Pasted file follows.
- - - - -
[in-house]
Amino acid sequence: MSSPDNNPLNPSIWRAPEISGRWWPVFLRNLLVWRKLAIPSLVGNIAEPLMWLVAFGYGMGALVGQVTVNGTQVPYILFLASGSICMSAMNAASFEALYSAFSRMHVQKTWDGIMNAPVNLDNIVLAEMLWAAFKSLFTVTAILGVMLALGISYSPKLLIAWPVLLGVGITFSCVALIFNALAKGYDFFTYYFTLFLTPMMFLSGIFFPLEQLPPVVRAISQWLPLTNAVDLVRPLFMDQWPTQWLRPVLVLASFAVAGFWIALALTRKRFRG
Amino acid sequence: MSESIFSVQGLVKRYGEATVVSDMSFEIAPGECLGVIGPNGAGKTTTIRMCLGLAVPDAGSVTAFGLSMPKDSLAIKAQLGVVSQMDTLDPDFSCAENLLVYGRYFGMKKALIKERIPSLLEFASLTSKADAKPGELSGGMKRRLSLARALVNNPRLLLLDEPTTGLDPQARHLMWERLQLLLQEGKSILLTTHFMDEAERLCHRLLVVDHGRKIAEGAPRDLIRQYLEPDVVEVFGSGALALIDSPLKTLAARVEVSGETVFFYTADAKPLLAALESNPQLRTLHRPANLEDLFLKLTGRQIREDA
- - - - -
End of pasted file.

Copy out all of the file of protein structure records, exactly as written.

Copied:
[in-house]
Amino acid sequence: MSSPDNNPLNPSIWRAPEISGRWWPVFLRNLLVWRKLAIPSLVGNIAEPLMWLVAFGYGMGALVGQVTVNGTQVPYILFLASGSICMSAMNAASFEALYSAFSRMHVQKTWDGIMNAPVNLDNIVLAEMLWAAFKSLFTVTAILGVMLALGISYSPKLLIAWPVLLGVGITFSCVALIFNALAKGYDFFTYYFTLFLTPMMFLSGIFFPLEQLPPVVRAISQWLPLTNAVDLVRPLFMDQWPTQWLRPVLVLASFAVAGFWIALALTRKRFRG
Amino acid sequence: MSESIFSVQGLVKRYGEATVVSDMSFEIAPGECLGVIGPNGAGKTTTIRMCLGLAVPDAGSVTAFGLSMPKDSLAIKAQLGVVSQMDTLDPDFSCAENLLVYGRYFGMKKALIKERIPSLLEFASLTSKADAKPGELSGGMKRRLSLARALVNNPRLLLLDEPTTGLDPQARHLMWERLQLLLQEGKSILLTTHFMDEAERLCHRLLVVDHGRKIAEGAPRDLIRQYLEPDVVEVFGSGALALIDSPLKTLAARVEVSGETVFFYTADAKPLLAALESNPQLRTLHRPANLEDLFLKLTGRQIREDA